Monday, January 26, 2015

Chocolate Week, de nuevo!

One of the things I most looked forward to during my training as a Peace Corps Volunteer was our cacao technical training- or, as I like to call it, Chocolate Week.  Since generally even the most educated and experienced agriculture volunteers have little experience working with tropical Panamanian crops like cacao, we receive an additional week-long, in-depth training a few months after arriving to our sites.  

Why the wait?  Well, sometimes you just have to experience life and work in your site to know what types of questions you need to be asking.  

Whereas the majority of Pre-Service Training is led by office staff, technical weeks during In-Service training are facilitated almost entirely by second year volunteers who have excelled in the main sub-project areas (Cacao, Coffee, and Rice and Fish Tanks).  One of my closest friends, Zoe, is the National Cacao Coordinator and together we chose to host cacao week (heretofore referred to as "chocolate week") in my site due to the relative ease of transport and local technical support.

So what did we plan for our volunteer visitors during chocolate week?  Nothing but five days of wonderful, chocolate bliss. Cacao volunteers have many projects working on both sides of the production chain ranging from farm planning to agroforestry techniques and finally (my favorite) chocolate processing and product marketing.  Since the volunteers focused on the earlier parts of the chain during Pre-Service Training, most of our week was focused on the latter steps.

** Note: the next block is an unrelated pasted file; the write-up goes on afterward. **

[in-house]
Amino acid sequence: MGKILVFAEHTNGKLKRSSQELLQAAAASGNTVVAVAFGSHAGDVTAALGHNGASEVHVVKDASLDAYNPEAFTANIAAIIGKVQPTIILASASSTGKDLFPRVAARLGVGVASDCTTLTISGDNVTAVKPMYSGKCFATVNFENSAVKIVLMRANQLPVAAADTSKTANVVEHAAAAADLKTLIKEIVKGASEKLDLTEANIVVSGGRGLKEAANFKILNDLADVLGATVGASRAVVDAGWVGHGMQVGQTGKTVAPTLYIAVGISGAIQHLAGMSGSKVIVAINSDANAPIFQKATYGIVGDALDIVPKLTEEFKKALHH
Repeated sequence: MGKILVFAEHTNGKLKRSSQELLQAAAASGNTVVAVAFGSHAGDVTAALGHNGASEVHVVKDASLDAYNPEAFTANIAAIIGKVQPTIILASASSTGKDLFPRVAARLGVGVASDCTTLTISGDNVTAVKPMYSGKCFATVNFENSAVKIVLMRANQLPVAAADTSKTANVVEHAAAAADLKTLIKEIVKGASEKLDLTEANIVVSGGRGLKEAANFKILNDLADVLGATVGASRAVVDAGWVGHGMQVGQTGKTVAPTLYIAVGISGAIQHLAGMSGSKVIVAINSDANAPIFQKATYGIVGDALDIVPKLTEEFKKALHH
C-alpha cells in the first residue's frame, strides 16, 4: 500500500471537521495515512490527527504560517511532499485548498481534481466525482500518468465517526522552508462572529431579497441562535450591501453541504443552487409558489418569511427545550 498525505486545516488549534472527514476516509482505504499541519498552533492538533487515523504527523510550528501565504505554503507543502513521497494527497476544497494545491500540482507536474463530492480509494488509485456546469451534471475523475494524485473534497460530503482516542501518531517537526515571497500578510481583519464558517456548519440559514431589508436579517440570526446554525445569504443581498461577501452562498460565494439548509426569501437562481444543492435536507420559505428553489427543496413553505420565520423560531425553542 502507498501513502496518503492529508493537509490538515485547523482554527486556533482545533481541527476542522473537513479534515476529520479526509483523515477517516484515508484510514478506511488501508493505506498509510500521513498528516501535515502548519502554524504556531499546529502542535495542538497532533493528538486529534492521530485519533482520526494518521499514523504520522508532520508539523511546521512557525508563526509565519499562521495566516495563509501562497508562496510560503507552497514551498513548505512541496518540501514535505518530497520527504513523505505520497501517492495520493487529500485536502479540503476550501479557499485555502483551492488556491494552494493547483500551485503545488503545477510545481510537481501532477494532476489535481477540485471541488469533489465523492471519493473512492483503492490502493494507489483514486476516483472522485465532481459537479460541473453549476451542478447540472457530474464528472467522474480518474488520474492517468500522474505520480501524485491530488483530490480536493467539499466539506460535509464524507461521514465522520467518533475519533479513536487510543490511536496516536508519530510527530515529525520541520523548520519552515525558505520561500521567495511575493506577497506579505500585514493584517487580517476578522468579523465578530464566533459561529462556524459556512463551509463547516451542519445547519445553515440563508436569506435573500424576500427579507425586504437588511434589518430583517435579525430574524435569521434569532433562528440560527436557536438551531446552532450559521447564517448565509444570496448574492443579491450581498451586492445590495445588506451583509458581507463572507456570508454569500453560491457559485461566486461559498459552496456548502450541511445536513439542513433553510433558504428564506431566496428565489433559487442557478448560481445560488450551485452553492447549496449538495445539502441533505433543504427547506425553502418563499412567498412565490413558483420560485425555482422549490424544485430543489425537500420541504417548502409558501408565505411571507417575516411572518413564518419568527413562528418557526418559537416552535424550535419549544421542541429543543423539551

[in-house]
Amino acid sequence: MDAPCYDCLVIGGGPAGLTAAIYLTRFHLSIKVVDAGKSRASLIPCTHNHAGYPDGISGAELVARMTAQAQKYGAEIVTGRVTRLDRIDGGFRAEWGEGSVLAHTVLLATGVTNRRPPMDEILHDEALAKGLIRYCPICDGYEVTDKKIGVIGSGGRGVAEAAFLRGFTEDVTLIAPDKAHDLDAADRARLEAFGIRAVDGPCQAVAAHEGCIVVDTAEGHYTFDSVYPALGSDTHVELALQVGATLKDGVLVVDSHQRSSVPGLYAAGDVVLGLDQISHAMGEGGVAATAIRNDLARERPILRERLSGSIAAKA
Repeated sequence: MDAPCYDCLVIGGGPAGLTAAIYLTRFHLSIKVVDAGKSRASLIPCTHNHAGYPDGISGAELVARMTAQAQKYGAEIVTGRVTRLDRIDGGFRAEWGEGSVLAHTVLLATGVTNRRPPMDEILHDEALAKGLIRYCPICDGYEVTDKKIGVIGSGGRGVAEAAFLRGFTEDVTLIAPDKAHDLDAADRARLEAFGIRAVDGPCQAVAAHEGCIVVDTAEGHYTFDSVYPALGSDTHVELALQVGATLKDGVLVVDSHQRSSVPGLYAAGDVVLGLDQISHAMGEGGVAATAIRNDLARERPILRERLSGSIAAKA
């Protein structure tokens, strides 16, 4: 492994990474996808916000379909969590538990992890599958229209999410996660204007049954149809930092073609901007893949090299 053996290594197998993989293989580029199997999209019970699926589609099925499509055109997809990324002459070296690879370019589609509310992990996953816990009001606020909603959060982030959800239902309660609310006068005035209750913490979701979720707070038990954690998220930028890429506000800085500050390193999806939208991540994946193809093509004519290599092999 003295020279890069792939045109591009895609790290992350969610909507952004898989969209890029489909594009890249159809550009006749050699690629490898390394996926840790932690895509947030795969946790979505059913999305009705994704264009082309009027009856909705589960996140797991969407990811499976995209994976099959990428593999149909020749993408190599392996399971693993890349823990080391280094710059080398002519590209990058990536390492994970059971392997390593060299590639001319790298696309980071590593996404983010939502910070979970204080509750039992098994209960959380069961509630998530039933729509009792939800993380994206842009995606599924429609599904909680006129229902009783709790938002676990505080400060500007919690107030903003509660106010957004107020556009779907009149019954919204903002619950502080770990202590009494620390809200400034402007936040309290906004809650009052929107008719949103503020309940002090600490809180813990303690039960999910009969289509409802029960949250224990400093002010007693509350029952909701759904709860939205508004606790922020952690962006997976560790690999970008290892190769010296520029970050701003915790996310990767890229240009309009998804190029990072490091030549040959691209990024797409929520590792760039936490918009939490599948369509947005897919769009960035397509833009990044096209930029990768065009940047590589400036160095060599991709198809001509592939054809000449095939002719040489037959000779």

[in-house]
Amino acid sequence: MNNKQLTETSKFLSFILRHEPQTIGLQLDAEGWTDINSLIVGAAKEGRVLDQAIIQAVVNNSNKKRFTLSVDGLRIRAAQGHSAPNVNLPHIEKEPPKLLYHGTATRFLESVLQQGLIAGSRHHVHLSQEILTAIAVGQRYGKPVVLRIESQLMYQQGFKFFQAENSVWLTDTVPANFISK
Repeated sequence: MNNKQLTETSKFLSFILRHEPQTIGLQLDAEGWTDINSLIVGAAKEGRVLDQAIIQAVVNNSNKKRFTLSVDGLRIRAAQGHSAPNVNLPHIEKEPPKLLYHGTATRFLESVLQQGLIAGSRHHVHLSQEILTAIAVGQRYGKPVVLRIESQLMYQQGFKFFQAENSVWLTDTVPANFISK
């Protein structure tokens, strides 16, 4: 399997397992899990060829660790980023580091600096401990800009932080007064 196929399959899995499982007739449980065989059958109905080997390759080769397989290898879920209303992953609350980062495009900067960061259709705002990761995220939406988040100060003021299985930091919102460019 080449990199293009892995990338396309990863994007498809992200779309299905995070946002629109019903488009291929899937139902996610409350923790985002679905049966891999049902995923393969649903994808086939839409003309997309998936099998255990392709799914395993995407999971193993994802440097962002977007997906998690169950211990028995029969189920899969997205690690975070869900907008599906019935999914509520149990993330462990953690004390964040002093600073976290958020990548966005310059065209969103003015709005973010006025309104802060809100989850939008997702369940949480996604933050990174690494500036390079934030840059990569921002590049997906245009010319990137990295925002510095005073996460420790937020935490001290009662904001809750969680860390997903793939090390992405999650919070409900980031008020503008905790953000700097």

Day 1 
The first day we reviewed the most tedious agroforestry technique-grafting, and also taught the volunteers about pruning since the trees weren't quite ready to be cut back until now.  

Grafting is a tricky technique that entails inserting a tiny part of a healthy tree into an older, lower producing tree.  If and when the new graft sticks, you'll eventually cut away the old tree and leave the new one to grow and take advantage of the older, more developed root systems.  This process can completely revitalize older farms, but is sadly hard to master. 

Cacao flowers-The very beginning of chocolate!

Day 2
To quote a Spanglish version of the 4-H motto, hay que (you've got to) "learn by doing." We took that to heart and threw the volunteers straight into the fire the second day by assigning them to plan and facilitate a Farmer's Field School for the producers in my site.  

Lucky for them, Zoe had pre-planned most of an amazing work-day that taught farmers how to make GPS maps of their farms and take inventories of the hundreds (or thousands) of trees that they have.  We had a very successful day and several other producers have already asked me to help with their farms next!  I'm almost jealous of the baseline data my follow-up volunteer will be inheriting...

Following a long day on the farm, we all came back to my house for my favorite part of the week- the "Chocolate Bar!"  We melted 100% cacao and dished bowls out to each volunteer who was then able to mix sweeteners (sugars, honey, and syrups), nuts, berries, and various other fillings and toppings to form their own chocolate bars (or lumpy balls, in our case). 

Day 3
To reward them for their hard work so far, we started the day off with a waterfall hike and homemade cinnamon rolls.  While enjoying our treats, we talked about the upcoming year and made work plans for the cacao projects they wanted to accomplish in their sites.